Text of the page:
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An Empty Nester Helps a Lonely Lost Senior In a Nursing Home Find His Purpose

Our American Stories / Lee Habeeb
The Truth Network Radio
May 25, 2023 3:00 am

An Empty Nester Helps a Lonely Lost Senior In a Nursing Home Find His Purpose

Our American Stories / Lee Habeeb

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May 25, 2023 3:00 am

On this episode of Our American Stories, Wilber's lifetime companion, his wife, had died... 26 years ago. Wilber was 89, his farm and money long gone, and was possibly the grumpiest soul in the assisted living home. Listener Paul shares the story of a stubborn friendship.

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State Farm is a proud partner of the My Cultura Podcast Network. I love mornings, which is a good thing since the Today Show starts early. Those first hours set the tone for the day ahead. We're here to give you the best start. You get the news, learn something new and even get a little boost. You start the day off with a clean slate and we hope you'll start it with us. We begin our day so you can take on yours. Because every day meets today. Watch the Today Show weekday mornings at 7 on NBC.

Stay safe, stay safe, stay safe, stay safe. And proof of that is our next story by Paul in Minneapolis, Minnesota. Let's take a listen to Paul's story, Wilbur and the Empty Nester. I met Wilbur in the senior home because I was bored. Like a lot of 50-something guys my age, I'm a man in transition.

The kids have grown up and moved out. It's just the two of us again, Cindy and I. I'm missing the rush of activity that used to clog our house and hustle us on to the fields, the ice rinks and the gymnasiums that our kids and all their teammates used to inhabit. There must be something more I can do, I heard myself saying. I wanted to be more involved, more engaging, more invested. Volunteering seemed like the right fit for me. So one day I drove to the senior home near my home in Shakopee, Minnesota.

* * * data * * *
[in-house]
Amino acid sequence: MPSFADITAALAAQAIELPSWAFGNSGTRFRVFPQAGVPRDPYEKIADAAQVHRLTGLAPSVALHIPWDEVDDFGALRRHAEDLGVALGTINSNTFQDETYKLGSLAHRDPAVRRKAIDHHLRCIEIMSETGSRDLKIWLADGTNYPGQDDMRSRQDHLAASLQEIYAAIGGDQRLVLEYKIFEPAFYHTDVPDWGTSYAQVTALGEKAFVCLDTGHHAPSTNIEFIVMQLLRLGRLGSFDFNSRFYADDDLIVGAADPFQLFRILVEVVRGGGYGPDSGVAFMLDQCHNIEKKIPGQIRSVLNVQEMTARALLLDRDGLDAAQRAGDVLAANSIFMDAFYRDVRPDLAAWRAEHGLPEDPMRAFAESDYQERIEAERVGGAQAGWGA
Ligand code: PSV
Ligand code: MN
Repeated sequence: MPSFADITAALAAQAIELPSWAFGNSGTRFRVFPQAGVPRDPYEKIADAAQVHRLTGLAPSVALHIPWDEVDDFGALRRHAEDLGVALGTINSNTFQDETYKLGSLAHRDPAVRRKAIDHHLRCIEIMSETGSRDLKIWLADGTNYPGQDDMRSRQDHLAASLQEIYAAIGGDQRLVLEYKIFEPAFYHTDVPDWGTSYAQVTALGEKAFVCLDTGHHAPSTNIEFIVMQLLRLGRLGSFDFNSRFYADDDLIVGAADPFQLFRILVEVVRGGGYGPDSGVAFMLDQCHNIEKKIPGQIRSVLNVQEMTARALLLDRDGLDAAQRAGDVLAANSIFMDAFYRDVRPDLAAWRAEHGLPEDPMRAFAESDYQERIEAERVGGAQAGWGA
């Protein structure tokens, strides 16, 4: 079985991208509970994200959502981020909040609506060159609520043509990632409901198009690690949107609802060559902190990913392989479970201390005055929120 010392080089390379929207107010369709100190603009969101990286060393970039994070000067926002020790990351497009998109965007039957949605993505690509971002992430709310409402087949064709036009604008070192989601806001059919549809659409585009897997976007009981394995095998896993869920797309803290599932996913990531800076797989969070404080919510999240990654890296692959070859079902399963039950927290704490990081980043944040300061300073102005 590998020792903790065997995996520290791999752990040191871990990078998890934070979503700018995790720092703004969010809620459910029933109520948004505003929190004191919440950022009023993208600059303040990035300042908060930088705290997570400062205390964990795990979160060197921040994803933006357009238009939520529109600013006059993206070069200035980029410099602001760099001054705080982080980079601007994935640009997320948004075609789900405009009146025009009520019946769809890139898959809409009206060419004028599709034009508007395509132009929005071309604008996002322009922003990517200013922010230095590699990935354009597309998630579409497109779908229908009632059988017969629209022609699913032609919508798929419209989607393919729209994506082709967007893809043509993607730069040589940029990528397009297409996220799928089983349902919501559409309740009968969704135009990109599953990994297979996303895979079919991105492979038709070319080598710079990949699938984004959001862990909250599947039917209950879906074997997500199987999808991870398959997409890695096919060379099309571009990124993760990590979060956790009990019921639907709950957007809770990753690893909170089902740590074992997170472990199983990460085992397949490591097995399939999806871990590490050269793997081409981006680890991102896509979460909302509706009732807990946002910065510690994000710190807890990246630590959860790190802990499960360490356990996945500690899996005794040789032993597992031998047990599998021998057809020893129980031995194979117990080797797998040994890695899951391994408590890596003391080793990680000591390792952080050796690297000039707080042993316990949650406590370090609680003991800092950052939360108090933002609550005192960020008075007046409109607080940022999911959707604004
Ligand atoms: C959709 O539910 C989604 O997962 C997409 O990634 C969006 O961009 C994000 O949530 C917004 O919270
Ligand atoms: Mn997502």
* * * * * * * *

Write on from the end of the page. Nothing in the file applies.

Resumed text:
There was nothing formal about it. The staff allowed me to come once or twice a week. I didn't visit the residents in their rooms, but I hung out in the activity room and the cafeteria. I tried to meet some other lonely people.

In other words, people like me who needed new activities and new friends. Some were easy, some were tough. Wilbur was one of the hard ones. He was 89 years old back then. His wife had died 26 years earlier. In his prime, old Wilbur was a hardworking farmer on a farm near Newell, Minnesota, a small town southwest of Pryor Lake.

But that was then. Based on what he has told me, he lost the farm and all his money, and that was that. He didn't have a dime to his name.

The government is paying for my stay at the senior home, he told me. In a way, I could feel his pain. So I just tried to make him laugh. That was tough duty. The senior home staff told me he was lonely. That was obvious. The activity staff said Wilbur had a reputation for being a bit on the grumpy side.

Well, maybe more than a bit. But he warmed up to me as I sat and listened. At first I had tried recruiting him to bingo night because I started helping with bingo on Monday nights. I was calling bingo some nights and playing games or visiting on the others.

What do you think, Wilbur? Do you want to try bingo? But he told me no, he was never playing bingo again. When I asked him why, he said because he tried and he was yelled at and the players were mean to him. Oh, I said. I suspected people yelling and being mean might not be entirely accurate, but that was before my time as the bingo caller. I told him, don't worry Wilbur, we'll have fun.

I'll make sure you have a good time. He said, no thanks. That made me kind of mad. Being the stubborn German Catholic that I am, I took his rejection as a challenge. I was determined to get Wilbur to our weekly Monday night bingo game. Bingo is at seven o'clock sharp. The residents have dinner in their cafeteria at six o'clock, so I started showing up at six thirty, taking advantage of a captive audience, and I went to work on Wilbur. Each week, I asked him to join us.

Each week, I kept getting turned down. Finally, one evening, my annoyance got the best of him. He said he would come and try just to get me off his back. I made sure he had a great time. I gave him some special attention, teasing him in a friendly way. I don't remember whether he actually won a game that night, but I do remember he told me he had fun. He said he would come again the next week.